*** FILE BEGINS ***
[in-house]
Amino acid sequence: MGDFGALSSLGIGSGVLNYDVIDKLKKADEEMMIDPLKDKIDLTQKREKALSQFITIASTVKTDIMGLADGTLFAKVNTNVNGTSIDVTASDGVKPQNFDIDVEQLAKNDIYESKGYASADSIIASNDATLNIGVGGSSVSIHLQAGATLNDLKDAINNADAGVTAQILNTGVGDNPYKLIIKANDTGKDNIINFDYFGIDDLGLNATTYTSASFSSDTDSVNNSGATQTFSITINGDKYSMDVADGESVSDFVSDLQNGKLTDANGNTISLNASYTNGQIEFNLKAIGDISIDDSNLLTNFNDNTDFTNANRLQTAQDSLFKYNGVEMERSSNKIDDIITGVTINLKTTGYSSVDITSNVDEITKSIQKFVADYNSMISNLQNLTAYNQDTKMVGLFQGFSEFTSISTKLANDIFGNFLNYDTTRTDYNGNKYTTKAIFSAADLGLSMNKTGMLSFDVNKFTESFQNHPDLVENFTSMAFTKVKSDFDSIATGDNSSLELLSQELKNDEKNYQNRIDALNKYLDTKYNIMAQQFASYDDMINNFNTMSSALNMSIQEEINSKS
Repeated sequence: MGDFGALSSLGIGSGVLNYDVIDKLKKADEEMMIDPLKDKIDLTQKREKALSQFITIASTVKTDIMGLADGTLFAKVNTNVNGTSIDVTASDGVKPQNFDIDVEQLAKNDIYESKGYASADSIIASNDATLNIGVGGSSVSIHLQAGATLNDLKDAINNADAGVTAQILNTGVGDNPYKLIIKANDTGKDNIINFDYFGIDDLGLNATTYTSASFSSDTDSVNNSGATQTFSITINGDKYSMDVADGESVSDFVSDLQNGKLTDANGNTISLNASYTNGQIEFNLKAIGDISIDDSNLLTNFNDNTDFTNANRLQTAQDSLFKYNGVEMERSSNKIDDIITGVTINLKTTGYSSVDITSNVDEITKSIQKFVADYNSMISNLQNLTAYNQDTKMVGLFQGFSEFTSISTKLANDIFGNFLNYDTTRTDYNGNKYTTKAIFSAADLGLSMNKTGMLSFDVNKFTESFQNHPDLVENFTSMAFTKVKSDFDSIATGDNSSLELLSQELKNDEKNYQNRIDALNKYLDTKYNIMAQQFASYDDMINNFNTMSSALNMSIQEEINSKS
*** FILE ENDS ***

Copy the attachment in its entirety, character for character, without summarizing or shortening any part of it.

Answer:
[in-house]
Amino acid sequence: MGDFGALSSLGIGSGVLNYDVIDKLKKADEEMMIDPLKDKIDLTQKREKALSQFITIASTVKTDIMGLADGTLFAKVNTNVNGTSIDVTASDGVKPQNFDIDVEQLAKNDIYESKGYASADSIIASNDATLNIGVGGSSVSIHLQAGATLNDLKDAINNADAGVTAQILNTGVGDNPYKLIIKANDTGKDNIINFDYFGIDDLGLNATTYTSASFSSDTDSVNNSGATQTFSITINGDKYSMDVADGESVSDFVSDLQNGKLTDANGNTISLNASYTNGQIEFNLKAIGDISIDDSNLLTNFNDNTDFTNANRLQTAQDSLFKYNGVEMERSSNKIDDIITGVTINLKTTGYSSVDITSNVDEITKSIQKFVADYNSMISNLQNLTAYNQDTKMVGLFQGFSEFTSISTKLANDIFGNFLNYDTTRTDYNGNKYTTKAIFSAADLGLSMNKTGMLSFDVNKFTESFQNHPDLVENFTSMAFTKVKSDFDSIATGDNSSLELLSQELKNDEKNYQNRIDALNKYLDTKYNIMAQQFASYDDMINNFNTMSSALNMSIQEEINSKS
Repeated sequence: MGDFGALSSLGIGSGVLNYDVIDKLKKADEEMMIDPLKDKIDLTQKREKALSQFITIASTVKTDIMGLADGTLFAKVNTNVNGTSIDVTASDGVKPQNFDIDVEQLAKNDIYESKGYASADSIIASNDATLNIGVGGSSVSIHLQAGATLNDLKDAINNADAGVTAQILNTGVGDNPYKLIIKANDTGKDNIINFDYFGIDDLGLNATTYTSASFSSDTDSVNNSGATQTFSITINGDKYSMDVADGESVSDFVSDLQNGKLTDANGNTISLNASYTNGQIEFNLKAIGDISIDDSNLLTNFNDNTDFTNANRLQTAQDSLFKYNGVEMERSSNKIDDIITGVTINLKTTGYSSVDITSNVDEITKSIQKFVADYNSMISNLQNLTAYNQDTKMVGLFQGFSEFTSISTKLANDIFGNFLNYDTTRTDYNGNKYTTKAIFSAADLGLSMNKTGMLSFDVNKFTESFQNHPDLVENFTSMAFTKVKSDFDSIATGDNSSLELLSQELKNDEKNYQNRIDALNKYLDTKYNIMAQQFASYDDMINNFNTMSSALNMSIQEEINSKS